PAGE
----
We don’t talk about failure in business enough, yet talking about it and the reasons why it happens can help us learn valuable lessons. I want to bring attention to those entrepreneurs who put their whole heart into their businesses, who care deeply about their employees and support their communities, but end up needing to close. When this happens, we often forget that the founders and owners who started and ran the business are people too.
Entrepreneurship is hard. Starting something from scratch, growing it, financing it, hiring, and keeping good employees is stressful work. An academic study on the mental health of entrepreneurs found that while 7 percent of the general population reports suffering from depression, 30 percent of founders report dealing with its effects. That statistic is staggering but entirely believable. Entrepreneurship is a deeply personal journey, and it’s incredibly difficult to separate your identity from the business you’re trying to create. Business setbacks can feel like personal setbacks, and depression can quickly take hold.
We’re pretty good in Vermont at helping startups find resources and capital. We’re not as good at helping entrepreneurs close up shop so they can help employees find other work, minimize losses to their investors and lenders, and find a way to move on personally. Sometimes it may require patience or just a little more time to pursue another avenue to find a better outcome. I’ve seen things turn quickly from what was moving toward an orderly sale of a business to a forced liquidation scenario.
When things don’t go as planned, and a business needs to wind down, we can find ways to do this with dignity and respect for what was built by the entrepreneur. As an investor, I’ve seen how easy it is for funders to get caught up in preserving “capital and collateral,” considering only what’s at stake for their own organizations. We can do better—remembering that we need to consider the long-term, bigger picture of how our actions impact real people: the entrepreneurs, the employees, the other funders in a financing deal, and the community.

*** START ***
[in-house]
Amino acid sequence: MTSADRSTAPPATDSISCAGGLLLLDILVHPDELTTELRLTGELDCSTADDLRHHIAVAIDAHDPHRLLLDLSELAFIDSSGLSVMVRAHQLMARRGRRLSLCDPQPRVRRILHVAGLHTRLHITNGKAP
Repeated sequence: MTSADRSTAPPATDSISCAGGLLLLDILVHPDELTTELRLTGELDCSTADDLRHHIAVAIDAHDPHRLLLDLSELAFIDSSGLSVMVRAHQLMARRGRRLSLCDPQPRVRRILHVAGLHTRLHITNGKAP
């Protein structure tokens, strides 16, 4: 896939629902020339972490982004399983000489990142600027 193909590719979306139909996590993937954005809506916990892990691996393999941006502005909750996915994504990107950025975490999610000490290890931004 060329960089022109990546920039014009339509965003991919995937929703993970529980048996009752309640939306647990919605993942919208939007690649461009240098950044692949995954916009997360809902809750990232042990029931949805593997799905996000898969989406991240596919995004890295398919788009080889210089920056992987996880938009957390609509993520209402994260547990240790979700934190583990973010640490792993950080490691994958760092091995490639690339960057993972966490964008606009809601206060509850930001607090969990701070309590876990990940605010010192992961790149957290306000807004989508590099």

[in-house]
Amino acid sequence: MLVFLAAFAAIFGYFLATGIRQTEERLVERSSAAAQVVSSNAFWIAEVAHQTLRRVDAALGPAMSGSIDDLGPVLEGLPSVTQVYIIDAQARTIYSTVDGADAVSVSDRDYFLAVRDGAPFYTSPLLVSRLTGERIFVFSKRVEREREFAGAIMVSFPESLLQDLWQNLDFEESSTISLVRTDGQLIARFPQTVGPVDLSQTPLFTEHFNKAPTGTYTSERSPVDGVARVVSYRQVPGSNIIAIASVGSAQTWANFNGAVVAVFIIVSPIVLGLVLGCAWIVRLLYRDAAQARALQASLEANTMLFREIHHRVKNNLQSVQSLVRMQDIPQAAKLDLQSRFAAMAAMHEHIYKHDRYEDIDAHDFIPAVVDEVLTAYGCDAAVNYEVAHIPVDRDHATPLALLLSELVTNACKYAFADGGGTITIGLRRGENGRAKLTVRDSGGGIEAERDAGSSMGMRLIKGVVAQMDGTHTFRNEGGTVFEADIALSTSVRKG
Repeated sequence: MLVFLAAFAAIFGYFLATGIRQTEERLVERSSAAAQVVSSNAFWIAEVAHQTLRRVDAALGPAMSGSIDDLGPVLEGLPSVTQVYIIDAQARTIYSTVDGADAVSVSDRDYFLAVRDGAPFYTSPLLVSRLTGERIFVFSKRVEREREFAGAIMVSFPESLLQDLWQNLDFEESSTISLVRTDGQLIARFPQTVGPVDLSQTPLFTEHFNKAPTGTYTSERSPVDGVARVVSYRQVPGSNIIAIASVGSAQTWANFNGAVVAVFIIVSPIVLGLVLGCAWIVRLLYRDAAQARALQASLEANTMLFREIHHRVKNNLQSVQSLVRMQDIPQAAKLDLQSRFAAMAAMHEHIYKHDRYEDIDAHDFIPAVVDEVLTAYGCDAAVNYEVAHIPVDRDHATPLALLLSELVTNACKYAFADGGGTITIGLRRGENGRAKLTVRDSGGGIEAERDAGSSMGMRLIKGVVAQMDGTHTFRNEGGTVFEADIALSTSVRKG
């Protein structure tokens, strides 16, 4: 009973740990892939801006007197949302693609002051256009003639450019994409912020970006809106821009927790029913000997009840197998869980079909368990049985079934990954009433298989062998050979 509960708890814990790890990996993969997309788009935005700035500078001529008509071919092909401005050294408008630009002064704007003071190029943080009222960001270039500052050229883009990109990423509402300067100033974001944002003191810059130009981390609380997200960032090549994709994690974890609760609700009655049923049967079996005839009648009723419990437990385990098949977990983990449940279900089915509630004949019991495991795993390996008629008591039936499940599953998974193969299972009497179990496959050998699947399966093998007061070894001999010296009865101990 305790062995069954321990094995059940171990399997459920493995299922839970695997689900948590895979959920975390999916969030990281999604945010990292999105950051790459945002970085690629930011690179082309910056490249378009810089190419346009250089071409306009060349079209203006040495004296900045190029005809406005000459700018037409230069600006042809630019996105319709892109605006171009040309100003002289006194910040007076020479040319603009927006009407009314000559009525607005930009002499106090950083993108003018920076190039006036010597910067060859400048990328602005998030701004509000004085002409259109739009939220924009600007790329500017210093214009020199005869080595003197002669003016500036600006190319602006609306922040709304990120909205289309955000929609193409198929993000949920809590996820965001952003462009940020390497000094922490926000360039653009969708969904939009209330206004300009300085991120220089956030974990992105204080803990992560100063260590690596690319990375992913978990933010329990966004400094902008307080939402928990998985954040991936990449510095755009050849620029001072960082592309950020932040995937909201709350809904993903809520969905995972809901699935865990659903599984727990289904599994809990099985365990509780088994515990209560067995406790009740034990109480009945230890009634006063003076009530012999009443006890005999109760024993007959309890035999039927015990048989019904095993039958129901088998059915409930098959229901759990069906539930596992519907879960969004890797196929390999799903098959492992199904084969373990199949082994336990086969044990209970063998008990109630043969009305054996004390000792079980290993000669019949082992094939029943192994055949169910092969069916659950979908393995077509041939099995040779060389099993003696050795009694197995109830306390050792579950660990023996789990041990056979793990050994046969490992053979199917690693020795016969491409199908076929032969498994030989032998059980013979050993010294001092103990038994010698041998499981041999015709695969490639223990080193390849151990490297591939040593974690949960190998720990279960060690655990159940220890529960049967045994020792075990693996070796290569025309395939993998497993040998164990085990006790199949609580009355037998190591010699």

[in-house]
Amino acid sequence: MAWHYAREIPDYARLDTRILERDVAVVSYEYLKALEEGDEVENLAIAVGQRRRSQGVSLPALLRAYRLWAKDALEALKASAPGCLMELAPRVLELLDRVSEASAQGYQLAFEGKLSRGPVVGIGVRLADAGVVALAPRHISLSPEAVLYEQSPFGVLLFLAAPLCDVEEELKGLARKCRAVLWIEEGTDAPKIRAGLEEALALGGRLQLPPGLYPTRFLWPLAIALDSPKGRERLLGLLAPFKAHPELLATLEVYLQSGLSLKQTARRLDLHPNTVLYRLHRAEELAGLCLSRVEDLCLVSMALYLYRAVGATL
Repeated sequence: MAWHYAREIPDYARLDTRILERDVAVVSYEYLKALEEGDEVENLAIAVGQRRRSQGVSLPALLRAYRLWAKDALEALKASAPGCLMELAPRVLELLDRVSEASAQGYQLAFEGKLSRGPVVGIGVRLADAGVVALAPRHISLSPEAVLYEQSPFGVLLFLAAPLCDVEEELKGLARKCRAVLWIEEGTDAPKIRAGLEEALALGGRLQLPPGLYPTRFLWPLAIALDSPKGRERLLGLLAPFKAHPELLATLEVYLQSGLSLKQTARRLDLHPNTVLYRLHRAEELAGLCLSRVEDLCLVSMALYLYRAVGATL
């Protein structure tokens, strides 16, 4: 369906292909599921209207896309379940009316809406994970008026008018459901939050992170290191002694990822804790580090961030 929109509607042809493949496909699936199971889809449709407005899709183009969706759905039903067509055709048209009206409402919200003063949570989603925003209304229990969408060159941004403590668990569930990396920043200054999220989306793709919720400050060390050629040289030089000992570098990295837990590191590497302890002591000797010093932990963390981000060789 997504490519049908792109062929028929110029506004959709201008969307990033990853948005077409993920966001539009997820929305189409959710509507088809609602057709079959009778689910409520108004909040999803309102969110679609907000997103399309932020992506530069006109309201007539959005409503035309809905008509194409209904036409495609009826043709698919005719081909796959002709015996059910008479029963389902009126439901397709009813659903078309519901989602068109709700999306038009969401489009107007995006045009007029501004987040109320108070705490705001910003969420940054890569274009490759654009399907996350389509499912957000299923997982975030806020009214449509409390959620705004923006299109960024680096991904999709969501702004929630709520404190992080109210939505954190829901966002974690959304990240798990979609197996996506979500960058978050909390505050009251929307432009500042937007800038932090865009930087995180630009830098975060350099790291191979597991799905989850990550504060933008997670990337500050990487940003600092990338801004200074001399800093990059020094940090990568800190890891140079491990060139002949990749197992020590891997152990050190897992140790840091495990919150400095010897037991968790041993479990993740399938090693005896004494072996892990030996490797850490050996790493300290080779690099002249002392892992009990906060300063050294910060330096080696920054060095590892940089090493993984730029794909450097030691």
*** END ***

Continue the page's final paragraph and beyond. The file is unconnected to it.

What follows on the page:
I hope we as funders can allow entrepreneurs time to work with their creditors and investors in a way that will maximize the outcome of repayment and minimize the detriment to entrepreneurs and their employees. When entrepreneurs work diligently and in cooperation with their funders, I’d like to think that we can do things differently—treat founders with respect, and understand they are grieving for the loss of their businesses, which they put their hearts and souls into building. After all, these entrepreneurs are our neighbors, our family, our colleagues, our community members. And, they took the real risk, didn’t they?
A post from a colleague at Goodworks Ventures, an impact investment fund in rural Montana, really hit home: “There is a lot of discussion around failure and startups these days. Fail fast. Failure is the way you get to success. Failure is a badge of honor that makes you more investable. All of these notions have some measure of traction in large well-funded entrepreneurial communities like Silicon Valley or New York or Boston, but that is not the landscape of Montana. Failure here means that the risk you took with your money, your friends and family’s money and, perhaps, investor money, did not pan out. That you will now have to figure out what to do next in a place where jobs are not easy to find. Where going home for Thanksgiving Dinner might be more difficult than it has been in the past.”
The Flexible Capital Fund (Flex Fund) is a Vermont-based and mission-focused investment fund that provides risk capital to help businesses in Vermont’s food system, forestry, and clean energy sectors grow. We’ve learned firsthand that investing in Vermont’s innovative businesses that are putting everything on the line to help make the world a better place is, well, “risky business.” And, with risk, sometimes comes failure.
We’ve had three Flex Fund portfolio companies close their doors, all due to different circumstances. This is out of 14 total companies funded. That’s not a bad track record, but even one business closing in Vermont is enough to impact the entrepreneur’s life and everyone around them. We can do better together.
Janice St. Onge
Janice St. Onge is President of the Flexible Capital Fund, a mission investment fund providing risk capital to growing businesses in Vermont’s food system, forestry and clean technology sectors.